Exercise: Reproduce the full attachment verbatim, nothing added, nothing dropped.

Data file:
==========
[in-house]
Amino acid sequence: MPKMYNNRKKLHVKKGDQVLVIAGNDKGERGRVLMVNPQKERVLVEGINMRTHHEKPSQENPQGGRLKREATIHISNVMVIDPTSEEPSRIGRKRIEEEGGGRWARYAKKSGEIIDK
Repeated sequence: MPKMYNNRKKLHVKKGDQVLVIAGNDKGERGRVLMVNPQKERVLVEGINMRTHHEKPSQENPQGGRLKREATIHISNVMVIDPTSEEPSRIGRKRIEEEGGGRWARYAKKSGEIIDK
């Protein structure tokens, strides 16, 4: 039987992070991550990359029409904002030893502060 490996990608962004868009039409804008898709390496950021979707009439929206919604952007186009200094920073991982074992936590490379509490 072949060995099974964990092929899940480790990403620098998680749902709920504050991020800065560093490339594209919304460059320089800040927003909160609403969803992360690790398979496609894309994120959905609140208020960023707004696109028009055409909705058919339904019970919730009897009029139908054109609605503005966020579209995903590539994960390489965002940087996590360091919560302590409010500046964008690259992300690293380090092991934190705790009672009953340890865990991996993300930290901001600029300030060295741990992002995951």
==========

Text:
[in-house]
Amino acid sequence: MPKMYNNRKKLHVKKGDQVLVIAGNDKGERGRVLMVNPQKERVLVEGINMRTHHEKPSQENPQGGRLKREATIHISNVMVIDPTSEEPSRIGRKRIEEEGGGRWARYAKKSGEIIDK
Repeated sequence: MPKMYNNRKKLHVKKGDQVLVIAGNDKGERGRVLMVNPQKERVLVEGINMRTHHEKPSQENPQGGRLKREATIHISNVMVIDPTSEEPSRIGRKRIEEEGGGRWARYAKKSGEIIDK
């Protein structure tokens, strides 16, 4: 039987992070991550990359029409904002030893502060 490996990608962004868009039409804008898709390496950021979707009439929206919604952007186009200094920073991982074992936590490379509490 072949060995099974964990092929899940480790990403620098998680749902709920504050991020800065560093490339594209919304460059320089800040927003909160609403969803992360690790398979496609894309994120959905609140208020960023707004696109028009055409909705058919339904019970919730009897009029139908054109609605503005966020579209995903590539994960390489965002940087996590360091919560302590409010500046964008690259992300690293380090092991934190705790009672009953340890865990991996993300930290901001600029300030060295741990992002995951």